Abbie Havkins represented the defendants.
McClive v. USTA National Tennis Center, Inc.
Appellate Court Reverses Denial of Summary Judgment in Alleged Overcrowding and Inadequate Lighting Case at U.S. Open
Plaintiff Susan McClive brought an a lawsuit for personal injuries she incurred while exiting the U.S. Open in September 2011, against defendants, USTA National Tennis Center Incorporated (“NTC”), United States Tennis Association Incorporated (“USTA”), the City of New York (the “City”), and New York City Industrial Development Agency. Briefly, McClive alleged that on September 2, 2011, at approximately 8:25 p.m., while exiting the parking lot at the U.S. Tennis Center in Flushing, Queens, she sustained personal injuries when she was bumped from behind and knocked to the ground by an unknown individual running past her. McClive alleged that defendants failed to provide adequate crowd control and adequate lighting, which led to her injuries.
At the close of discovery, we moved for summary judgment on behalf of the defendants. We argued that the undisputed documentary evidence, including McClive’s deposition testimony, undoubtedly established that her injuries were proximately caused by the conduct of an unidentified third-party, for which defendants cannot be held liable, and not due to any purported inadequate crowding or inadequate lighting. We argued that McClive could not demonstrate that her freedom of movement was unduly restricted to the point where she could not find a place of safety, which is necessary to maintain an inadequate crowd control claim. Similarly, we argued that McClive could not demonstrate that any purported inadequate lighting played any role in bringing about her accident. We pointed out that New York courts have consistently dismissed plaintiff’s negligence claims as a matter of law, under similar circumstances.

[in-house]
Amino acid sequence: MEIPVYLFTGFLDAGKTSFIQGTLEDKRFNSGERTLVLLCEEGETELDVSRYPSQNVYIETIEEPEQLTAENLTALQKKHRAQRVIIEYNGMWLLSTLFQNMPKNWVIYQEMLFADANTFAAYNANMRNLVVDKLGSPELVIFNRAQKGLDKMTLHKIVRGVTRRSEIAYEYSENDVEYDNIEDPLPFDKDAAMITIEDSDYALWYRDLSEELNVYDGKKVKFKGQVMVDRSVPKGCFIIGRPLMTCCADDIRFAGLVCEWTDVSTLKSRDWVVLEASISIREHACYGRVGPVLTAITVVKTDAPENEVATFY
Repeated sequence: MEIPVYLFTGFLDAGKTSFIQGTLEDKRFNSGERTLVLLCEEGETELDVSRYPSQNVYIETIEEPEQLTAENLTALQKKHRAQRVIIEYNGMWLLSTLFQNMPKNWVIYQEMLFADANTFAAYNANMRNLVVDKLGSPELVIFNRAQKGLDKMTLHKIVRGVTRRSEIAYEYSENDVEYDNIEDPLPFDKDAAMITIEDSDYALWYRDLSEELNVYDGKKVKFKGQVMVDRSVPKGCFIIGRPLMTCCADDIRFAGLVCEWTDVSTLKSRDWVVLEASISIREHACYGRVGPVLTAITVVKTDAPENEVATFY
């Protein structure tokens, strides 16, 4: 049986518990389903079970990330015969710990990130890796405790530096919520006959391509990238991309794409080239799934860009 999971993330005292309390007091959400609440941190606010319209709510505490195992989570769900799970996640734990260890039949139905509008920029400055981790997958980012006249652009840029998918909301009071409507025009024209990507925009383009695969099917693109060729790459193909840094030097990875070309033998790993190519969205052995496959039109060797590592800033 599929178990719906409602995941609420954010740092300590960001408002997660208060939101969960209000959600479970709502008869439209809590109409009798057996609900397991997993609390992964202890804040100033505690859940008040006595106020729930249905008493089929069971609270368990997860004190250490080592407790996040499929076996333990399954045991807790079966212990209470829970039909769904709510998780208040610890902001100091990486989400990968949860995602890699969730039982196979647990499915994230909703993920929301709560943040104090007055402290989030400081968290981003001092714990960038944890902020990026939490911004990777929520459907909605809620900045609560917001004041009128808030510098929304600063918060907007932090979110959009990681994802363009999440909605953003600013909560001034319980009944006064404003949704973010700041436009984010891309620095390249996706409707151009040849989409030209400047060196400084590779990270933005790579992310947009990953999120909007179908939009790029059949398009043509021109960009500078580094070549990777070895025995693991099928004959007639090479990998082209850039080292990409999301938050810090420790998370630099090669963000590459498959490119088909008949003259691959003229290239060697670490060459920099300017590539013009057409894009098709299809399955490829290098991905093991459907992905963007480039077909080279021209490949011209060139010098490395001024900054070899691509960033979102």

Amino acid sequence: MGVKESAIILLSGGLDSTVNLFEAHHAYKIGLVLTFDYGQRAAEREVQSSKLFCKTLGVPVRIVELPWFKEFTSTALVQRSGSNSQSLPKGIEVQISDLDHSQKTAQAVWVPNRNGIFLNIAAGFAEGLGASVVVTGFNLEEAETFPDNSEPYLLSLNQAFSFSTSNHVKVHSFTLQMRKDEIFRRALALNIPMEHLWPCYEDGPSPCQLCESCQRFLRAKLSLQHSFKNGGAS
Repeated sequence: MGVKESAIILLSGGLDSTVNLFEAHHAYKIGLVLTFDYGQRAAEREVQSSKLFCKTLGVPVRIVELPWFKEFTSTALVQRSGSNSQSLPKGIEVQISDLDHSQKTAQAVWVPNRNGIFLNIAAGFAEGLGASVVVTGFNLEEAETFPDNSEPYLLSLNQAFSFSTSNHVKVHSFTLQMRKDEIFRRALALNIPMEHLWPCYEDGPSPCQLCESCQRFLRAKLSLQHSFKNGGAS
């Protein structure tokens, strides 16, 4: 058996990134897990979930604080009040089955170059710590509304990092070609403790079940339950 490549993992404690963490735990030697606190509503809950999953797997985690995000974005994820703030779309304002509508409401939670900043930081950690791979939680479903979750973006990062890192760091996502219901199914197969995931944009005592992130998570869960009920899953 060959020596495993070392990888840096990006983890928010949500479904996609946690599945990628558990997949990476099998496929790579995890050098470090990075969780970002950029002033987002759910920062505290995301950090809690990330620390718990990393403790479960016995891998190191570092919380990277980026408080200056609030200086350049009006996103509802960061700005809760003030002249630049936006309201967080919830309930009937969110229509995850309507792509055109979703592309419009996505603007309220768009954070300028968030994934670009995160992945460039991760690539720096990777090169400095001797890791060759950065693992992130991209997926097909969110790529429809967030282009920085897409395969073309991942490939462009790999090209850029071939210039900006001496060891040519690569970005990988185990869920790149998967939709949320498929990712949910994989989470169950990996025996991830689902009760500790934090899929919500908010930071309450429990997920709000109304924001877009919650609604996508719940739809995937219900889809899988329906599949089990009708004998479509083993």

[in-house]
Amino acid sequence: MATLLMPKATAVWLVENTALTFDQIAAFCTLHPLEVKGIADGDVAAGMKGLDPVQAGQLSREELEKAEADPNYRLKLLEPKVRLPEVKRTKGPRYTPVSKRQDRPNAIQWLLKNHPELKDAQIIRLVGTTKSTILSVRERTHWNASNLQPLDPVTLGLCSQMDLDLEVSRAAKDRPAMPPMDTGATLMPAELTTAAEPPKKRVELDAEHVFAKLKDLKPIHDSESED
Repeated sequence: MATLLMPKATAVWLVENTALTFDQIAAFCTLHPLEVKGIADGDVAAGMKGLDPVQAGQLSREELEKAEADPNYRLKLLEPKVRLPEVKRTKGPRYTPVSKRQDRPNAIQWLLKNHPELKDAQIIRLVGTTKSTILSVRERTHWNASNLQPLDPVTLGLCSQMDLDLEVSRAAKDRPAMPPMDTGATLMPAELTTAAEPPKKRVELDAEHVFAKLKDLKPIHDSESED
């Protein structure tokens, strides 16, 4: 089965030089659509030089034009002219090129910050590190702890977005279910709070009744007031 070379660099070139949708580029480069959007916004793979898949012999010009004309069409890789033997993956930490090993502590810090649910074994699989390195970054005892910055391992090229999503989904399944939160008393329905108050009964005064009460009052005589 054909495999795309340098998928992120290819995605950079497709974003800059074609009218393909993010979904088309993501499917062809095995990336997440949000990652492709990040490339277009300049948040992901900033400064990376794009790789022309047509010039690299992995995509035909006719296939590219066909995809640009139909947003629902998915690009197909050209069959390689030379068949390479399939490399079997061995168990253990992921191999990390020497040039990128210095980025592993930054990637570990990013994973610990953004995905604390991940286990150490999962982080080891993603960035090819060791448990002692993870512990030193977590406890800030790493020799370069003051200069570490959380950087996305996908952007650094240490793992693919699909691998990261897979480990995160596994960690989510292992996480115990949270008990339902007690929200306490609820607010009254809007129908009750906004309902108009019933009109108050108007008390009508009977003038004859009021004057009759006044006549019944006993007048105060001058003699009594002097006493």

Nonetheless, the court below denied defendants’ summary judgment motion, based in part on an affidavit submitted by plaintiff solely in opposition to the summary judgment motion, stating that she had difficulty seeing where she was walking. The court below held that plaintiff raised an issue of fact as to the existence of a defective condition on the premises, namely the adequacy of the lighting along the walkway leading to and from the venue. We appealed.